Australian, born 1952; lives and works in Sydney
The Pioneer 1992 (printed 2021)
pigment ink on rag paper mounted onto gatorboard
Courtesy of the artist, Arc One Gallery, Melbourne, and Dominik Mersch Gallery, Sydney
© Anne Zahalka
In The Pioneer Anne Zahalka reworks the central panel of McCubbin’s triptych, removing the seated bushman to emphasise the role of women in settling the land, and to rewrite the dominant narrative of the role of men in nation-building.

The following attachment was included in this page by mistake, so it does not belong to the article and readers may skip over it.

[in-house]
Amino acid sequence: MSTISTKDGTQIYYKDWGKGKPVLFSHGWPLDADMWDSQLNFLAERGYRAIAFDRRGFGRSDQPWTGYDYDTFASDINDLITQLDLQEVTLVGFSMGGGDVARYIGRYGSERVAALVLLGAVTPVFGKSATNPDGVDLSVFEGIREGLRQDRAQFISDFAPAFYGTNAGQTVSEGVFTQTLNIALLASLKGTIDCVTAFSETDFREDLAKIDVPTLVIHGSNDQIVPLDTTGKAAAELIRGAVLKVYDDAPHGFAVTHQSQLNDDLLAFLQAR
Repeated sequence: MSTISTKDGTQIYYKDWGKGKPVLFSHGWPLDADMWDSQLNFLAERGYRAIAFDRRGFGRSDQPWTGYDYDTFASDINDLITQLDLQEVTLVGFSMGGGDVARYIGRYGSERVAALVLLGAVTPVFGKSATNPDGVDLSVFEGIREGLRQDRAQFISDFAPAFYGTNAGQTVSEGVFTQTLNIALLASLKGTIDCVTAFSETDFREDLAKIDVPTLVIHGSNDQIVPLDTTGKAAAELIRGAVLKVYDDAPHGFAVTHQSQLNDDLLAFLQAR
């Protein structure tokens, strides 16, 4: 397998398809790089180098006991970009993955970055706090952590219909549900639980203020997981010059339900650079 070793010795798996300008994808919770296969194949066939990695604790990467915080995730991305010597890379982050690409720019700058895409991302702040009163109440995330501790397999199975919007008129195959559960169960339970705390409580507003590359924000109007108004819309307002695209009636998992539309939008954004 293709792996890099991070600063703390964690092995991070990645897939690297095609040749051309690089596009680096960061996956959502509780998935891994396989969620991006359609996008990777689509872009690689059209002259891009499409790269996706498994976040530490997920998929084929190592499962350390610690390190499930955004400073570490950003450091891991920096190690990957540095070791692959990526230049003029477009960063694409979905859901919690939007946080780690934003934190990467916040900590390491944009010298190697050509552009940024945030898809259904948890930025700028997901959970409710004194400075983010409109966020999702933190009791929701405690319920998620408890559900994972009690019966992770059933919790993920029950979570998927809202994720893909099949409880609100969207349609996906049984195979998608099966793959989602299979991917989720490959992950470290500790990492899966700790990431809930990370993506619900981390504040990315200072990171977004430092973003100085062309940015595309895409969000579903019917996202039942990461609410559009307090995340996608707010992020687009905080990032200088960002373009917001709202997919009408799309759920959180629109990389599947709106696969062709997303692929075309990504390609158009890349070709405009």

In creating this new framework based on diversity and inclusion, Zahalka is cognisant of the impact of altering much-loved paintings, reflecting in a 2016 interview:
Seeing [historical images] subverted and parodied can be affronting to some, especially when the pieces represent very different social, cultural or ethnic backgrounds. Not only do they occupy a space reserved for these revered characters, they, in fact, replace them … I feel a responsibility [however] to give voice to these groups and individuals, and to present them through familiar and powerful images of the past.